13. Jan 5, 2016

### PeroK

It depends what they are trying to do. That page doesn't have much explanation, so it's maybe not a good place to learn. Especially the length contraction needs a bit more explanation. Over to Mister T ...

14. Jan 5, 2016

### Mister T

You can use either transformation to derive either effect. You originally asked about a confusion over time dilation, so let's look at that. (Assume a reference event at $(0,0)$ as usual).

Consider the transformation equation $t'=(t-\frac{vx}{c^2}) \gamma$. If I let $x=0$ then $t$ is by definition a proper time and $t'=t \gamma$.

Consider the inverse transformation equation $t=(t'+\frac{vx'}{c^2}) \gamma$. If I let $x'=0$ then $t'$ is by definition a proper time and $t=t' \gamma$.

In all cases you multiply the proper time by $\gamma$ to get the dilated time. Since $\gamma \geq 1$ the dilated time is greater than or equal to the proper time.

15. Jan 5, 2016

### Isaac0427

Oh, so depending on which transformation you use, either L or L0 could be proper time. This makes more sense. Thank you.

16. Jan 5, 2016

### Mister T

You can use whatever you want to refer to whatever you choose, but keep in mind that when you use nonstandard notation you have trouble communicating with others. Usually $L$ is used for a distance or length, not a time. And usually the subscript "o" refers to the proper value. So $L_o$ would be a proper length and $t_o$ would be a proper time. It's even more common to call $\tau$ the proper time.

The link in your first post is sloppy and inconsistent with its notation, first using $\tau_o$ for the proper time and then later switching to $T_o$. This is at least a factor in your confusion if not the outright cause.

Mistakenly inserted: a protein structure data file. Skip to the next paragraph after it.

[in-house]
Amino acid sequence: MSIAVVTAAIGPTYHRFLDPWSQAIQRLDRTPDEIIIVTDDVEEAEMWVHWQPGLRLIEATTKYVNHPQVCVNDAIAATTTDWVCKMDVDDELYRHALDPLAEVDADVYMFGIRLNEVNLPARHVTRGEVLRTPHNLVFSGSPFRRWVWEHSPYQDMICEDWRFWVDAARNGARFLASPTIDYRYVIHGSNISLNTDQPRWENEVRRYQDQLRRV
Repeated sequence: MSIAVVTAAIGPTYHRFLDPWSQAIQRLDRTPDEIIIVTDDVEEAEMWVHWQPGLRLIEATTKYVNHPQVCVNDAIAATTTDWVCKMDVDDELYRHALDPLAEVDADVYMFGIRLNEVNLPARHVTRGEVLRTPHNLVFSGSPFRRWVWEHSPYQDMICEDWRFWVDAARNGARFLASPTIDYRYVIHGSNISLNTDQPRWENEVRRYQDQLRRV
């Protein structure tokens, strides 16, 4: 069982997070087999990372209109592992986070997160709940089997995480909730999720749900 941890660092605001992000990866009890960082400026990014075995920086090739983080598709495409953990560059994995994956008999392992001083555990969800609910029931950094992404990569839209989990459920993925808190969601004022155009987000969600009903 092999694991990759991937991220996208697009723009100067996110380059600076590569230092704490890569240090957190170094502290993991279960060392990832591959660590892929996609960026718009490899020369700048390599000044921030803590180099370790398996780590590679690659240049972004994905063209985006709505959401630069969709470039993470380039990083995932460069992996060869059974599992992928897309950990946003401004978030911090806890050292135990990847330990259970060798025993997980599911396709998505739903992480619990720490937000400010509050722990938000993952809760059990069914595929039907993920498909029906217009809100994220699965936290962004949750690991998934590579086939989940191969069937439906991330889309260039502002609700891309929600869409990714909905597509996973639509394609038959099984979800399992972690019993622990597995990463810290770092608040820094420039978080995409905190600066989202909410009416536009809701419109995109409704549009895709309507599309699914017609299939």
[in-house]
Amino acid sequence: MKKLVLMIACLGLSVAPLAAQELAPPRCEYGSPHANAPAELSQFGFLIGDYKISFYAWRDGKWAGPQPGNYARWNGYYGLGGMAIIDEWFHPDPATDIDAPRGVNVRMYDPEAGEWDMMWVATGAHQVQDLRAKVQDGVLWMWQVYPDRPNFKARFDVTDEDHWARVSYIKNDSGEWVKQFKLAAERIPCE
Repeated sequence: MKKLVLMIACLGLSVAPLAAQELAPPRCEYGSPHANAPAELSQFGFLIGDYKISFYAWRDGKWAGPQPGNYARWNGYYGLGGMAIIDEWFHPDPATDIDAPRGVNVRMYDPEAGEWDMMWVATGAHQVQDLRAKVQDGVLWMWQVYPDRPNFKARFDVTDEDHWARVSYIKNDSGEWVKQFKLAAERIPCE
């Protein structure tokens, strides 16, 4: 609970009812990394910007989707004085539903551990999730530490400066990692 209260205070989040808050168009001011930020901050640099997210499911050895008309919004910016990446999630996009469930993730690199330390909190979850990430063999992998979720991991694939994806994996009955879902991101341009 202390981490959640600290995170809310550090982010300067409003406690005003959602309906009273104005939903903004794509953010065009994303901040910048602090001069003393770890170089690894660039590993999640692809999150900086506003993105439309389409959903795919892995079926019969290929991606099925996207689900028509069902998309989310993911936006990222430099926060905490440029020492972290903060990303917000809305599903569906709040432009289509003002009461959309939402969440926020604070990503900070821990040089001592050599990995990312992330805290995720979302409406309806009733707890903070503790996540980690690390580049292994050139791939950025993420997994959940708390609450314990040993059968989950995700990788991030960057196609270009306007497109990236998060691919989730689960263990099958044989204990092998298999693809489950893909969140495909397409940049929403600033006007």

In your first post you first used $t$ and $t'$ and then later switched to $T_o$ and $T$ without any indication, let alone a clear indication, of what that change in notation meant. All of your confusion is based on the absence of that being sorting out.

Last edited: Jan 5, 2016
17. Jan 6, 2016

### PeroK

I don't like the explanation for length contraction on that page. Here's how I would look at it.

Imagine we have an object moving at velocity $v$. At $t=0$ the ends are at $x_1$ and $x_2$. At time $t$, therefore, the ends are at:

$(t, x_1 + vt)$ and $(t, x_2 + vt)$

And the length of the object in this frame is $x_2 - x_1$

What are the coordinates of the two ends in a frame moving with the object at velocity $v$?

$x_1' = \gamma (x_1 + vt - vt) = \gamma x_1$

$x_2' = \gamma (x_2 + vt - vt) = \gamma x_2$

The object is at rest in this frame (its position does not depend on $t'$) and so the length of the object is measured as:

$x_2' - x_1' = \gamma (x_2 - x_1)$

18. Jan 6, 2016

### Isaac0427

In this example x2-x1 is proper length. If the equations were
$x_1 = \gamma (x_1' + vt' - vt') = \gamma x_1$
$x_2 = \gamma (x_2' + vt' - vt') = \gamma x_2$
$x_2 - x_1 = \gamma (x_2' - x_1')$
then x'2-x'1 would be proper length, correct?

19. Jan 6, 2016

### Isaac0427

Sorry, I meant T and T0, not L and L0.

20. Jan 6, 2016

### PeroK

Not at all. Proper length is the length in a frame where the object is at rest.